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Implementing Health Reform: Medicaid Asset Rules And The Affordable Care Act



February 24th, 2014

On February 23, 2014, the Centers on Medicare and Medicaid Services released a State Medicaid Directors Letter analyzing the application of Medicaid liens, estate recoveries, transfer-of-asset rules, and post-eligibility income rules to individuals who become eligible for Medicaid because of their modified-adjusted gross income (MAGI).

Background

Contrary to the flat-earth concept of Medicaid espoused by Chief Justice Roberts in National Federation of Independent Business v. Sebelius, Medicaid has never been a single program but rather a cluster of programs with quite different purposes and rules.  One of its more controversial and problematic roles has been to serve as our nation’s default program for financing long-term care services.  Nursing home care, and even community-based long term care, is very costly, and long-term care can easily overwhelm the income and resources of people who are otherwise comfortably middle income.   From its inception, Medicaid has been available to pay for long-term care for people who are unable to afford it after they have effectively become impoverished by “spending down” their own assets and income.

From very early in the Medicaid program’s history, however, there has been a concern that people who could otherwise afford to pay for at least some long-term care services would voluntarily impoverish themselves, transferring assets to their children or to others to make themselves eligible for Medicaid.   Congress and the states have therefore adopted laws and regulations to limit asset transfers by Medicaid recipients.  These prohibitions were initially evaded through the use of trusts and other financial devices, resulting in the enactment of additional laws to bar these evasions.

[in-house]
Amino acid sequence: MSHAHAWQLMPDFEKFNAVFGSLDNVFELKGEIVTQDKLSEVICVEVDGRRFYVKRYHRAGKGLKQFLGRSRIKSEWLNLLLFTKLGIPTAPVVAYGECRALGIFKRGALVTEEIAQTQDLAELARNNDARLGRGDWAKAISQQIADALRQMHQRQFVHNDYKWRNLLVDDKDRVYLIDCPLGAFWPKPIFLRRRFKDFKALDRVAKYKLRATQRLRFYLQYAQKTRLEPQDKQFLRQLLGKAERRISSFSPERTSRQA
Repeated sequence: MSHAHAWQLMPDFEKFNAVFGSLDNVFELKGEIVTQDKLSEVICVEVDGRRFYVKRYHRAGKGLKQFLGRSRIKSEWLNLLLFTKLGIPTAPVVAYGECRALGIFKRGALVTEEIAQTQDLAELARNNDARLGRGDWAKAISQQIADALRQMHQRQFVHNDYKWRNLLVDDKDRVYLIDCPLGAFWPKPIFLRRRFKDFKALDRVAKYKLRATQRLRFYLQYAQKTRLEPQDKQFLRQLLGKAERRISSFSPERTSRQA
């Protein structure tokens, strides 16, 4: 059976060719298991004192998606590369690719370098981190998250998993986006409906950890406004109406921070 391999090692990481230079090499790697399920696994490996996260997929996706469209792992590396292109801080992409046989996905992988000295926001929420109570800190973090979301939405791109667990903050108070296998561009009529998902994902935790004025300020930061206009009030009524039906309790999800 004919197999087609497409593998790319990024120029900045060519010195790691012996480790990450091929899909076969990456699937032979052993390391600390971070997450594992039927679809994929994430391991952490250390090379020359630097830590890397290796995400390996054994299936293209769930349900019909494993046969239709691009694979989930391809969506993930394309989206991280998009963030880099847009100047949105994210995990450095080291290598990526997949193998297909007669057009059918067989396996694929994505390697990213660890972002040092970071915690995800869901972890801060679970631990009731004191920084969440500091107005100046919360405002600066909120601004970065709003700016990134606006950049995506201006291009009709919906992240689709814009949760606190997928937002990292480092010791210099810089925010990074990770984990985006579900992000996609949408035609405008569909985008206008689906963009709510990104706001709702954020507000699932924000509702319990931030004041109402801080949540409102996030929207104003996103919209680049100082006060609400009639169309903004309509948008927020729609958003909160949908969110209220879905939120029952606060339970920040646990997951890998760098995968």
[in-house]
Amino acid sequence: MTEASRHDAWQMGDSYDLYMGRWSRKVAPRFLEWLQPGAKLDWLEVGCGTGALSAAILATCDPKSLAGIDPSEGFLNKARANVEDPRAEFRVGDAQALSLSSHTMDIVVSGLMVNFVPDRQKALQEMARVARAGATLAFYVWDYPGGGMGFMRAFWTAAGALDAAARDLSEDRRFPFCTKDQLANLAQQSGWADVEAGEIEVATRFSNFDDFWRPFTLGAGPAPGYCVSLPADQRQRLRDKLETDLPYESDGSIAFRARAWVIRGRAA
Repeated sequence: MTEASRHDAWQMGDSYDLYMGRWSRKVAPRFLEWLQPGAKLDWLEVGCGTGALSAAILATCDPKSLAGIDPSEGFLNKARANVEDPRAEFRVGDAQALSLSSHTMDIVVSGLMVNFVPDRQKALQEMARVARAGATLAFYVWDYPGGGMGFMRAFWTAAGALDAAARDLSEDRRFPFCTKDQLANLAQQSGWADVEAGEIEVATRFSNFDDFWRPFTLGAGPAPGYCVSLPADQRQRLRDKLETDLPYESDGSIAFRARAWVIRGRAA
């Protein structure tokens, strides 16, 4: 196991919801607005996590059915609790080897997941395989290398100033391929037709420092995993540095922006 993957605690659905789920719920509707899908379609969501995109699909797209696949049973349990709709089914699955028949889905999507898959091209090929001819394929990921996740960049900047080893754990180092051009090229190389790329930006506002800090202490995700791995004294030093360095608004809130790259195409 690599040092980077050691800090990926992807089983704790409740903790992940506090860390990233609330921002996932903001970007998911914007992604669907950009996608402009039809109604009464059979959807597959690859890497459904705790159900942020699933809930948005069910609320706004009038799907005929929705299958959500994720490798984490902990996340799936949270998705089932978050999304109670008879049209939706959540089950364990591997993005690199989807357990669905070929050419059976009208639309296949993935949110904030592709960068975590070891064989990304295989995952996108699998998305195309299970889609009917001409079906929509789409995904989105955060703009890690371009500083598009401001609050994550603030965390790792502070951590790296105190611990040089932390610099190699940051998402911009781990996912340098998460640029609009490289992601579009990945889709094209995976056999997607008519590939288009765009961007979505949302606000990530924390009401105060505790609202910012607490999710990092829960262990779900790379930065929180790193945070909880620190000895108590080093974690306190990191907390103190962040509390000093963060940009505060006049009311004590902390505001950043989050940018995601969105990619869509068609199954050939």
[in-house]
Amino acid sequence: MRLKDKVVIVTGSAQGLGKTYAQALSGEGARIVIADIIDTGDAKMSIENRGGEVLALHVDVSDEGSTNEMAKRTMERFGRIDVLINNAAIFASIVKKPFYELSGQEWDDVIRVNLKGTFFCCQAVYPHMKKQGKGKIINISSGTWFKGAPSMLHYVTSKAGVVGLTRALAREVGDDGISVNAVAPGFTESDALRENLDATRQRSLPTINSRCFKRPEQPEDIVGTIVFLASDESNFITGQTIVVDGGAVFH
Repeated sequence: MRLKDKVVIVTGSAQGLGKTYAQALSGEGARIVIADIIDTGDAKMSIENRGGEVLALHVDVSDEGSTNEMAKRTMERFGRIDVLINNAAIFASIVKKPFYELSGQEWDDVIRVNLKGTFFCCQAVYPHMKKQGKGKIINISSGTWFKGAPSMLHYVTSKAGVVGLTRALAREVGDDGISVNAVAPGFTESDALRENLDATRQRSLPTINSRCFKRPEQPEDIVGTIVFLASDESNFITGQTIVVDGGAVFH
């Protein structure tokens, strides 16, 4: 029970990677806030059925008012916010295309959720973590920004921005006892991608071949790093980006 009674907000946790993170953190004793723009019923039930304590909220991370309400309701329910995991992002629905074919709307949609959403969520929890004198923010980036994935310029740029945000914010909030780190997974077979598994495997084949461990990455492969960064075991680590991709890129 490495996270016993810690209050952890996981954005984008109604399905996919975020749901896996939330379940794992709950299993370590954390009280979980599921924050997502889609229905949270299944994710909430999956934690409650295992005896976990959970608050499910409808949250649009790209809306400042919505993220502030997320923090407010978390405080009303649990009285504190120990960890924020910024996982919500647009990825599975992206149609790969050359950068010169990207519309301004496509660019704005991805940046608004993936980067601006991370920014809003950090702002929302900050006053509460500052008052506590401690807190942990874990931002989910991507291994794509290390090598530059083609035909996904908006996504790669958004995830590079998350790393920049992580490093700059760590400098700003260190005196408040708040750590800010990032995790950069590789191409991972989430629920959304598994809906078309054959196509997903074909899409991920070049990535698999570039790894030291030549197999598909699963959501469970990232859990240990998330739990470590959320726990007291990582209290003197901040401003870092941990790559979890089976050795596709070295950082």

The asset counting rules for long-term care Medicaid have always permitted recipients of long-term care services to retain a home in hopes that the recipient may at some point be capable of returning there.  Medicaid law has, however, permitted the states to impose liens on homes or other retained assets, and to recover Medicaid long-term care payments against a recipient’s estate upon the death of a recipient.  Finally, Medicaid rules permit the spouse of a long-term care recipient who remains in the community to retain a modest amount of the recipient’s income and assets to protect the “community spouse” against total impoverishment.

The Affordable Care Act creates a new category of Medicaid recipients — adults with incomes under 133 percent of the poverty level.  It also changes income and asset eligibility rules for parents, children, and pregnant women, who were already eligible for Medicaid.  Eligibility for these categories of recipients is now calculated based on “modified adjusted gross income,” or MAGI.  There are no asset requirements for persons who become eligible for Medicaid under MAGI rules.  The question thus arises as to how existing rules regarding asset transfers, liens, estate recoveries, and post-eligibility income apply to persons eligible for Medicaid based on MAGI.

This is not a mere theoretical concern.  Although the federal and state law governing Medicaid liens and estate recoveries are primarily concerned with recipients who receive high-cost long-term care services, federal law that existed prior to the ACA allows states to recover from the estates of any Medicaid recipient age 55 or over for the cost of any Medicaid services, and a number of states have existing laws that would allow such recoveries.  A number of commentators have noted that  if people age 55 or over sign up for expansion Medicaid, some state governments may  recover the cost of their care from their estate when they die.  The Memorandum attempts to address these concerns.